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Flat Rock mayor, HHS honor are reunited

Bob Staton, reunited with his Carolina Cup, which he won as an outstanding senior in the HHS class of 1954. Bob Staton, reunited with his Carolina Cup, which he won as an outstanding senior in the HHS class of 1954.

Bob Staton has no idea how his Carolina Cup got discarded but he is glad to be reunited with the award after 59 years.


Sponsored by the old Carolina Theatre, the Carolina Cup honored a top senior at Hendersonville High School. It was presented during the school's annual Move Up ceremony on graduation day.
"I remember I got four awards," said Staton, a retired attorney who has served as mayor of Flat Rock since 2007. "I got the Carolina Cup, which I certainly didn't expect. I was the Citizen of the Year, I got the Drama Award for my part in the senior play, and then I had a scholarship to Carolina." (He won the drama award in 1954 for his role in the senior play, called "The Little Dog Laughed.")
The cup honors a student for "excellence in character, citizenship and culture" —
"and my mother got a hoot out of culture," he said.
"I remember when I got it, my mother was of course very proud and she kept it on her mantle while I was in college and law school, and at some point after I was married and had moved into a house in northern Virginia it went with me and was stored in the basement," he said. "I never displayed it, and the last time I saw it, it was tarnished, almost black."
Fast forward to 2013.
A man walks into a bar. The bar has changed.
An architect in Washington, Bruce Trulio, frequents a restaurant and bar in Annapolis that had changed owners and gotten a makeover. Gone were the old signs and artifacts, like one might see at Binions Roadhouse or Cracker Barrel.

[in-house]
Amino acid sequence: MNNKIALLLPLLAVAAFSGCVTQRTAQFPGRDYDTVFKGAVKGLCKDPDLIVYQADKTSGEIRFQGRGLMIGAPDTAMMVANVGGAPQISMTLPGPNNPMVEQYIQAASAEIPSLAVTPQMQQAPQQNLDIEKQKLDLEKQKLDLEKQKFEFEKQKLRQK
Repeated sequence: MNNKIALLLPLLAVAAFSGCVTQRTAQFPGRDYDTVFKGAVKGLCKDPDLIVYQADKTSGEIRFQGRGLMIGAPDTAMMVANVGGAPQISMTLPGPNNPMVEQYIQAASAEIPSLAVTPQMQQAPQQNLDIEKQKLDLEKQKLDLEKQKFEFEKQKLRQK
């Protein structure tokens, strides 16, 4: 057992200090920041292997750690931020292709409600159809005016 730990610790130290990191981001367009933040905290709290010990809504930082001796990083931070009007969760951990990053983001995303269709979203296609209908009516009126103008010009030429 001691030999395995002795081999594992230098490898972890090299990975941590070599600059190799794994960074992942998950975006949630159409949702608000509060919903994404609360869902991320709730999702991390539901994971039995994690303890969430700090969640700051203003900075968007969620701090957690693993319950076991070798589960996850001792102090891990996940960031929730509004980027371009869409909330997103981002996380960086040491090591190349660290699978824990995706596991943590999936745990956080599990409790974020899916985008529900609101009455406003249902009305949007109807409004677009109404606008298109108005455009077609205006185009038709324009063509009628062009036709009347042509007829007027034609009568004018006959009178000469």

"When new owners came in they changed the décor, they did a little remodeling and his favorite bartender in that restaurant told him about the things on the mantle that had been thrown out and one of them was this trophy," Staton said. "And he asked the bartender if he could retrieve it, and he went out in the dumpster and found it and gave it to him, and he said, 'this looks like something that should be meaningful to somebody,' and that's when he started the effort to find me."
Thanks to Google and the fact that he could read the name — Robert Vincent Staton — Trulio got a hit right away.
"I found you on the Village of Flat Rock website so just as a shot in the dark in my effort to contact somebody I got the right person," the architect told the mayor.
Staton says he has no idea how the Carolina Cup found a home in an Annapolis, denies at any time going on a bender and showing his trophy around town. He thinks it could have been left behind in a move.
"I hadn't seen it in years," he said.
He's glad to have it back. His wife, Jo, wants to clean it up and display it.
Staton spoke with Tom Orr, the 1957 winner of the Carolina Cup and later an HHS teacher for 30 years, who provided more history of the cup. When the Carolina Theatre closed, the school feared the honor would dissolve. Tom Shepherd came to the rescue, suggesting that it continue in honor of his aunt, Cecil Shepherd Kessler, a longtime HHS librarian. It became the Cecil S. Kessler Cup in 1988, and continues today. The 2013 winner was Desean Jackson, who is headed to Limestone College on a partial football scholarship.